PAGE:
It parallels Soviet lies about the 1986 catastrophe at Chernobyl, whose health effects continue to skyrocket. A devastating summary report issued by the New York Academy of Sciences (Yablokov, Nesterenko & Nesterenko: Chernobyl: Consequences of the Catastrophe for People & the Environment) says at least 980,000 people are likely to die from the fallout.

That would be a small fraction of the casualties had 9/11 terrorists dived into the two reactors at New York’s Indian Point instead of hitting the World Trade Center.

In a time of deep financial stress, it also counts that the TMI accident turned a $900 million asset into a $2 billion liability in a matter of minutes. Chernobyl has cost Belarus and Ukraine at least $500 billion and counting. And the price tag on a major meltdown anywhere in the US is virtually beyond calculation.

Thus those who think a flood of new nukes will flow unimpeded into the American pocketbook haven’t been paying attention:

1) Four northeastern nukes—in Vermont, New Jersey and the two at Indian Point— are under intense public pressure to shut within the next two years. Numerous other elderly reactors are likely to go down long before any new nukes could come on line.

2) French President Sarkozy is demanding that world financial institutions buy a bevy of new French-built reactors. But huge delays and cost-overruns at French projects in Finland and France itself have made the investment community wary to say the least, thus prompting his foot-stomping.

3) Documents leaked from inside France’s national utility EDF indicate cost-cutting has made the new French reactor design exceedingly prone to explosion, further unsettling potential investors.

4) The future of new US reactor construction hinges on massive loan guarantees and handouts. The public number is $54 billion, but the Nuclear Information & Resource Service says the real bill could top a trillion.

5) In the polarized, cost-conscious wake of the health care bill, and the apparent demise of cap and trade as a centerpiece of climate legislation, the idea of such huge sums flowing to a deeply polarizing energy source has become increasingly problematic. Without a clear trade-off for fossil/nuclear giveaways, and with stiffening resistance from the rightist National Taxpayers Union, Cato Institute and Heritage Foundation, the nuke bonanza is anything but certain. The technology may now, in fact, be “too expensive to matter.”

6) An attempt by Entergy to shift six reactors into an asset-free corporate shell has been nixed by New York authorities, leaving liability for Vermont Yankee, Indian Point and other northeastern nukes in limbo.

7) As elderly nukes stumble toward oblivion, various funds allegedly set aside for decommissioning may be significantly under-funded, deeply exacerbating the financial battles that now encircle the industry.

8) As a lame duck, George W. Bush signed agreements apparently obligating the feds to assume responsibility for enough radioactive waste to fill two of the cancelled Yucca Mountain waste dumps. The complete lack of even one such facility means the potential taxpayer bill is beyond meaningful calculation.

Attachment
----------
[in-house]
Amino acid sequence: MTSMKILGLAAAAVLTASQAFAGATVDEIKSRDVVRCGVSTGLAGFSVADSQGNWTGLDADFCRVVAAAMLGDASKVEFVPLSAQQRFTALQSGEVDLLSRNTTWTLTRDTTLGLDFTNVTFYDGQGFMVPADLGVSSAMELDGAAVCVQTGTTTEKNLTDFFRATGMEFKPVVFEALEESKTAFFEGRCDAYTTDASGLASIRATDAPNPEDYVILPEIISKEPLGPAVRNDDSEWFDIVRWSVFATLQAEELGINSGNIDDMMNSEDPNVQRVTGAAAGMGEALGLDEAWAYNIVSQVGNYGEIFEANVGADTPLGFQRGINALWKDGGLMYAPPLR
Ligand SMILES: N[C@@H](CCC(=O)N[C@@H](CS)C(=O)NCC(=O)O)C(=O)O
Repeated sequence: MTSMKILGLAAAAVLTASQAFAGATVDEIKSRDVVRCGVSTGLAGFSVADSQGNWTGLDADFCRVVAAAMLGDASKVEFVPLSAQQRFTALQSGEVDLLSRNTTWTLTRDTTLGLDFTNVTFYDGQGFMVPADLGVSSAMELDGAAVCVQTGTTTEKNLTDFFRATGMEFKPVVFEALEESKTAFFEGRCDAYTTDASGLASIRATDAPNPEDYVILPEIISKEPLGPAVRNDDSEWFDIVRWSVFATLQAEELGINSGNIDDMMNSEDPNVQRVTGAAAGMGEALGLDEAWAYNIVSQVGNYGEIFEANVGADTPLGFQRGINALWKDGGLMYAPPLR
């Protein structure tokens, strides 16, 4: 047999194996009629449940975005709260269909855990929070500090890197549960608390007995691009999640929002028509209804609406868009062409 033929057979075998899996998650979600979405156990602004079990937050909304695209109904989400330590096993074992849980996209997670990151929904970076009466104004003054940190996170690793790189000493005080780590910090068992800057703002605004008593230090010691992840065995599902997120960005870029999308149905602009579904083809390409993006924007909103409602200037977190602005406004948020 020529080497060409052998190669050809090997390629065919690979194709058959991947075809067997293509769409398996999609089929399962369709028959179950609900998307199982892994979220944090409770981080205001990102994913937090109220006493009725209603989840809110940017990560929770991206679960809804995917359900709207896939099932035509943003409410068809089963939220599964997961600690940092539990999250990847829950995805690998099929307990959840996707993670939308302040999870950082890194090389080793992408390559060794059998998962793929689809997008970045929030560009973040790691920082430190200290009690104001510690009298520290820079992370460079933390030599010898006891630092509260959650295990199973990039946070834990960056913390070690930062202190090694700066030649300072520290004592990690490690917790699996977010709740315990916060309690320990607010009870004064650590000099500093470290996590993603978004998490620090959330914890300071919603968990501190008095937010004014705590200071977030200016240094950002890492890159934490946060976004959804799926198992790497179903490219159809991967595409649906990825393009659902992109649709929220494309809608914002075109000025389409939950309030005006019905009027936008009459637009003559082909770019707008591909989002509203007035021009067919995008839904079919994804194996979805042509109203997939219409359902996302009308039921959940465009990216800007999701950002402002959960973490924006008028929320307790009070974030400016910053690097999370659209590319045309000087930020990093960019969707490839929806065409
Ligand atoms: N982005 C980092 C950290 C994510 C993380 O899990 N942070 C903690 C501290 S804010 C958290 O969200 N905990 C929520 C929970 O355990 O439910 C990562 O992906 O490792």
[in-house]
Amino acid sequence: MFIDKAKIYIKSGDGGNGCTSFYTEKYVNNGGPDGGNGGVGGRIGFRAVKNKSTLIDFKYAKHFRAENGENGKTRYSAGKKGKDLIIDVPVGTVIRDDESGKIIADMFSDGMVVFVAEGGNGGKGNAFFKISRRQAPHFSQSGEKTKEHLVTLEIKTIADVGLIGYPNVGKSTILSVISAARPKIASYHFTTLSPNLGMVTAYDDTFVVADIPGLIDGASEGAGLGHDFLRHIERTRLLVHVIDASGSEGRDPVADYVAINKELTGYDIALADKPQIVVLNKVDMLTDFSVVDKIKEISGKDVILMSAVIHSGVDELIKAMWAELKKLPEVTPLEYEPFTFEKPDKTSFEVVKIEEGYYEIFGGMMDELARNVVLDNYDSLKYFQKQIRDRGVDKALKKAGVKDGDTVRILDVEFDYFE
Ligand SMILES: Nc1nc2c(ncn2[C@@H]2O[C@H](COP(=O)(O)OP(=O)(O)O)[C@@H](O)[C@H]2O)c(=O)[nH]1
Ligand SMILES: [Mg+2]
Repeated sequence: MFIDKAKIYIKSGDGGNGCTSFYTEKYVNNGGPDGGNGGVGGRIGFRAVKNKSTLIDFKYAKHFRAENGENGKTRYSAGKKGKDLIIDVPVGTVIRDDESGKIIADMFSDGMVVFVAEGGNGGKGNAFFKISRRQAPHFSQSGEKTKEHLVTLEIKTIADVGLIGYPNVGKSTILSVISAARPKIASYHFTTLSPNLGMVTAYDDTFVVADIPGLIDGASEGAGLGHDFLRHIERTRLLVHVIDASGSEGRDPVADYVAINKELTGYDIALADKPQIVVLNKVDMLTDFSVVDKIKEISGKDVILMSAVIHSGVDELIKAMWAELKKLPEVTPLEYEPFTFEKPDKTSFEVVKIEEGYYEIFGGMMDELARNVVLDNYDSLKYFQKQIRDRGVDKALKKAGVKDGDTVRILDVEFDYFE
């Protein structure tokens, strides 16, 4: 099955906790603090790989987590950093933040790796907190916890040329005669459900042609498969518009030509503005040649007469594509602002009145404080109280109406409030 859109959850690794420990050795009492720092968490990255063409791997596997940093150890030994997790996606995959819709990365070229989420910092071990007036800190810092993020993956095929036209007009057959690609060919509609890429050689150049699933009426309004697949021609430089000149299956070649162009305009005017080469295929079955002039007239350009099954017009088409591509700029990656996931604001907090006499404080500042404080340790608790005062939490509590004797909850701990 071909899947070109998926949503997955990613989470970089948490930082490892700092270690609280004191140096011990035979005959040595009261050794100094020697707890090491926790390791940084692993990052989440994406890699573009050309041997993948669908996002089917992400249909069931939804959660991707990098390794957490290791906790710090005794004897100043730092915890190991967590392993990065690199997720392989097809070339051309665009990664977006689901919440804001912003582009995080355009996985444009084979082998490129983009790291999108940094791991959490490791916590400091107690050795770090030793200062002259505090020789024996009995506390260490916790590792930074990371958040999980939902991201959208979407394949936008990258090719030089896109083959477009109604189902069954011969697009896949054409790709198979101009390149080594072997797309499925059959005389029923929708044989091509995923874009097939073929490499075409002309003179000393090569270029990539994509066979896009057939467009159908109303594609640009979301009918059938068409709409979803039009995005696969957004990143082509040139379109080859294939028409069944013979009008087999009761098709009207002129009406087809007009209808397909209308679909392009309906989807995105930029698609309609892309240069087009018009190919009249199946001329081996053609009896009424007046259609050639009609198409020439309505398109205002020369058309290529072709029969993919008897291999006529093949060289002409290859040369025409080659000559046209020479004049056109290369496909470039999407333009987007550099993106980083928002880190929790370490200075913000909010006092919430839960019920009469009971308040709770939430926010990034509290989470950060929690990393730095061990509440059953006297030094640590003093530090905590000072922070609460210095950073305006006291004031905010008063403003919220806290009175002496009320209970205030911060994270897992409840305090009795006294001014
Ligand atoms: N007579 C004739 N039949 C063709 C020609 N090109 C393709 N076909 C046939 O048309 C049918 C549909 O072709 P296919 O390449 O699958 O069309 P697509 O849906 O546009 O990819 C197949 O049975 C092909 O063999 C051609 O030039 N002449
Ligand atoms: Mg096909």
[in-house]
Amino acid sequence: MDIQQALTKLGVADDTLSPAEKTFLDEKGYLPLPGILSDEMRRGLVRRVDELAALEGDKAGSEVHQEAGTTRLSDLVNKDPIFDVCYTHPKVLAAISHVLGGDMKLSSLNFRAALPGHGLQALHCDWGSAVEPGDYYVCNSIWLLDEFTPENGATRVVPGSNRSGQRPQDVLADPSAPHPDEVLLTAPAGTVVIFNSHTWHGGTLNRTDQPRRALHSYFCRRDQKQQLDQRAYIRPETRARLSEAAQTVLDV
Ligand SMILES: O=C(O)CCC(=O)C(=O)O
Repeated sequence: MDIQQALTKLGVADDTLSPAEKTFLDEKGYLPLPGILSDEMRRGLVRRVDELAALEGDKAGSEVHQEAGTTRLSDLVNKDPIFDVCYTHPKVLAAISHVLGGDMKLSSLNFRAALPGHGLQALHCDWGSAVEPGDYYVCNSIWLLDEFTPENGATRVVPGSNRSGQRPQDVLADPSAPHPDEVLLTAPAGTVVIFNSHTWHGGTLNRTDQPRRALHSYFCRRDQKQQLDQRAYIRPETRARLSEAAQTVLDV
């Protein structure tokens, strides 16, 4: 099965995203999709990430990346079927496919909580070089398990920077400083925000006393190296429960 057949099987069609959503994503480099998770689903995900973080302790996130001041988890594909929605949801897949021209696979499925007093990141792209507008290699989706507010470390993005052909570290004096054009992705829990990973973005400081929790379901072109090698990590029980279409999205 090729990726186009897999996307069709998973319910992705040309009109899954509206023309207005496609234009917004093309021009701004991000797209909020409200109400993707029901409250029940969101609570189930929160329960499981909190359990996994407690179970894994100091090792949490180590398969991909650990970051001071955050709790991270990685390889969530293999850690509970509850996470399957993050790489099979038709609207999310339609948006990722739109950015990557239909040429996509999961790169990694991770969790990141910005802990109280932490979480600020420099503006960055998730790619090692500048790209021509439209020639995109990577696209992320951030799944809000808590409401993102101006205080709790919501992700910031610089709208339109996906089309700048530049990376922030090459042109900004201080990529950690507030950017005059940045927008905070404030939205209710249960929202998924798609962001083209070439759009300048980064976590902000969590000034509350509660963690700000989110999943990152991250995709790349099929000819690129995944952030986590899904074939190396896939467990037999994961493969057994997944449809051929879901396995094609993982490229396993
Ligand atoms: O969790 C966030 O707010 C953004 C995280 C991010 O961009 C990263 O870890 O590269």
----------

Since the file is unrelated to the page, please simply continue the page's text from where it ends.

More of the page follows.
9) Above all the exemption from liability for a major accident—first perpetrated by a pro-nuke Congress in 1957—remains the largest potential cost to us all. Renewed by Bush in 2005, some believe the statute is clearly unconstitutional.

To this day the families of those harmed by radiation at Three Mile Island have been denied the right to make their case in federal court.

But now the shoe is on the other foot.

Desperate for cash, the nuclear industry wants us all to pay hundreds of billions for the joy of living downwind from still more 3 Mile Islands for which they intend to assume NO liability.

They want our money AND our lives.

From central Pennsylvania after 31 years, the message is clear: Just Say NO!

March 29, 2010 Posted by | Nuclear Power | Comments Off on Paying Now for the Next Three Mile Island

Israel unveils “green” strategy to defeat enemies

Plan to make oil redundant in a decade

By Jonathan Cook in Nazareth | 30 March 2010

Uzi Landau, the national infrastructures minister, outlined a vision of a world without oil this week to Israel’s most loyal supporters in Washington as he searched for wealthy American-Jewish investors and White House support for the strategy.

His message was: “The West is addicted to oil, and so is bound by states that support terrorism… Whoever wants to fight radical Islam and terrorist organizations should know that by purchasing gasoline, he’s giving terrorists increased motivation.”

Analysts say the plan’s chief goals are to cripple the large oil-producing Gulf states, particularly Iran, which is seen as Israel’s main rival in the region, and resistance groups that oppose Israel’s long-term occupation of Palestinian land.

“Israel hopes that by repackaging the ‘war on terror’ in this way it can gain sympathy in the West and deflect increasing expectations that it make concessions to solve the conflict with the Palestinians,” said Avner de Shalit, a politics professor at Hebrew University in Jerusalem.